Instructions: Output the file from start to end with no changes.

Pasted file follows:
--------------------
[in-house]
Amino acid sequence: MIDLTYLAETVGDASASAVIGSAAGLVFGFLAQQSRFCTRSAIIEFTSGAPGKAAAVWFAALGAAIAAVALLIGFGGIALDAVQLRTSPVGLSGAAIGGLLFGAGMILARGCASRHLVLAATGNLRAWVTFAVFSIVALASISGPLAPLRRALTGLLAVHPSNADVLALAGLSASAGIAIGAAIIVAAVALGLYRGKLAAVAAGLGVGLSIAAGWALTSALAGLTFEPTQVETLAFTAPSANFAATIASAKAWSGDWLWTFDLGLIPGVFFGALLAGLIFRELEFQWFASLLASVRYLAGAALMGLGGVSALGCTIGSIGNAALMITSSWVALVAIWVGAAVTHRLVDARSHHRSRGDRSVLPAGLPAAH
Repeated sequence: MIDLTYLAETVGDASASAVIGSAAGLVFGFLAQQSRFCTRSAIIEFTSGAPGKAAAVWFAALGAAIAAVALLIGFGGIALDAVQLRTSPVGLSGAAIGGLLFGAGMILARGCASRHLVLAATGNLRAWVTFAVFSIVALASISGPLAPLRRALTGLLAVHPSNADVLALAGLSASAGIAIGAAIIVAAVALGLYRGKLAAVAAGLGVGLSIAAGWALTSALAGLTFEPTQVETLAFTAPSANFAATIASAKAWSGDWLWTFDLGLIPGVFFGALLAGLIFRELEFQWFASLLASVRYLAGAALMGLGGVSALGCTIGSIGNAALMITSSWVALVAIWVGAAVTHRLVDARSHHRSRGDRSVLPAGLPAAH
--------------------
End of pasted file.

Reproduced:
[in-house]
Amino acid sequence: MIDLTYLAETVGDASASAVIGSAAGLVFGFLAQQSRFCTRSAIIEFTSGAPGKAAAVWFAALGAAIAAVALLIGFGGIALDAVQLRTSPVGLSGAAIGGLLFGAGMILARGCASRHLVLAATGNLRAWVTFAVFSIVALASISGPLAPLRRALTGLLAVHPSNADVLALAGLSASAGIAIGAAIIVAAVALGLYRGKLAAVAAGLGVGLSIAAGWALTSALAGLTFEPTQVETLAFTAPSANFAATIASAKAWSGDWLWTFDLGLIPGVFFGALLAGLIFRELEFQWFASLLASVRYLAGAALMGLGGVSALGCTIGSIGNAALMITSSWVALVAIWVGAAVTHRLVDARSHHRSRGDRSVLPAGLPAAH
Repeated sequence: MIDLTYLAETVGDASASAVIGSAAGLVFGFLAQQSRFCTRSAIIEFTSGAPGKAAAVWFAALGAAIAAVALLIGFGGIALDAVQLRTSPVGLSGAAIGGLLFGAGMILARGCASRHLVLAATGNLRAWVTFAVFSIVALASISGPLAPLRRALTGLLAVHPSNADVLALAGLSASAGIAIGAAIIVAAVALGLYRGKLAAVAAGLGVGLSIAAGWALTSALAGLTFEPTQVETLAFTAPSANFAATIASAKAWSGDWLWTFDLGLIPGVFFGALLAGLIFRELEFQWFASLLASVRYLAGAALMGLGGVSALGCTIGSIGNAALMITSSWVALVAIWVGAAVTHRLVDARSHHRSRGDRSVLPAGLPAAH